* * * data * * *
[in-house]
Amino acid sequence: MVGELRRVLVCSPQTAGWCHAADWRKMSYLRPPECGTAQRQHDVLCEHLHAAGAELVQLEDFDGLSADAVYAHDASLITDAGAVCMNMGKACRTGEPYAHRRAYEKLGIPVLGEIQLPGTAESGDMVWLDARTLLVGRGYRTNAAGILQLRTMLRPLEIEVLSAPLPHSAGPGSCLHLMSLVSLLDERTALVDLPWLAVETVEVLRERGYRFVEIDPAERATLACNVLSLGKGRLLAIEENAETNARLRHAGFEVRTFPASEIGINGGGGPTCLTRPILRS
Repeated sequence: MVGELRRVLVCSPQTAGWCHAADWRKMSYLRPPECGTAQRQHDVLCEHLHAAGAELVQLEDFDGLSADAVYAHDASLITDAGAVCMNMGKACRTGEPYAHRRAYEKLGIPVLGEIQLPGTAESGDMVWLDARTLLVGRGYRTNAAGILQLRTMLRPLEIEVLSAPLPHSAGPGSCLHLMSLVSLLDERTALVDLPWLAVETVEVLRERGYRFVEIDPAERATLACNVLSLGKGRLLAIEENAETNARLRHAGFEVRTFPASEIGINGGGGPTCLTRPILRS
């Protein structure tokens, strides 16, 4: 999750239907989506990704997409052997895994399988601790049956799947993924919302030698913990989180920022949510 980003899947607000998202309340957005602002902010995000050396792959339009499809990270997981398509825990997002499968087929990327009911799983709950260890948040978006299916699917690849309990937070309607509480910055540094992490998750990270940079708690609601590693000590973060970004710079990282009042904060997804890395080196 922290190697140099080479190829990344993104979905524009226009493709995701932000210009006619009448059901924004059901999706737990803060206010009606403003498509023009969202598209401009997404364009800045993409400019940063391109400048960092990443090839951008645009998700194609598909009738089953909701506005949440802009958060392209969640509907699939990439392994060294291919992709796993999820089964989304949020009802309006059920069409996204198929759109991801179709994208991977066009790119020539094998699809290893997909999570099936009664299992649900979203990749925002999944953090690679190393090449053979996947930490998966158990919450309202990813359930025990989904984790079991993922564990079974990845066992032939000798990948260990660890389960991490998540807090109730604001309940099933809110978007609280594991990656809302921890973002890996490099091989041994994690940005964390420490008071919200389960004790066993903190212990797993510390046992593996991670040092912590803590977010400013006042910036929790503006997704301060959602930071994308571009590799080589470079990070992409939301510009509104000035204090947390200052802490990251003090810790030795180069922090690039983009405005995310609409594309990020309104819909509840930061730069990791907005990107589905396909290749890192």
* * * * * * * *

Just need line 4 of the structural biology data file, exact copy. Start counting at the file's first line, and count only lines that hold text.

């Protein structure tokens, strides 16, 4: 999750239907989506990704997409052997895994399988601790049956799947993924919302030698913990989180920022949510 980003899947607000998202309340957005602002902010995000050396792959339009499809990270997981398509825990997002499968087929990327009911799983709950260890948040978006299916699917690849309990937070309607509480910055540094992490998750990270940079708690609601590693000590973060970004710079990282009042904060997804890395080196 922290190697140099080479190829990344993104979905524009226009493709995701932000210009006619009448059901924004059901999706737990803060206010009606403003498509023009969202598209401009997404364009800045993409400019940063391109400048960092990443090839951008645009998700194609598909009738089953909701506005949440802009958060392209969640509907699939990439392994060294291919992709796993999820089964989304949020009802309006059920069409996204198929759109991801179709994208991977066009790119020539094998699809290893997909999570099936009664299992649900979203990749925002999944953090690679190393090449053979996947930490998966158990919450309202990813359930025990989904984790079991993922564990079974990845066992032939000798990948260990660890389960991490998540807090109730604001309940099933809110978007609280594991990656809302921890973002890996490099091989041994994690940005964390420490008071919200389960004790066993903190212990797993510390046992593996991670040092912590803590977010400013006042910036929790503006997704301060959602930071994308571009590799080589470079990070992409939301510009509104000035204090947390200052802490990251003090810790030795180069922090690039983009405005995310609409594309990020309104819909509840930061730069990791907005990107589905396909290749890192």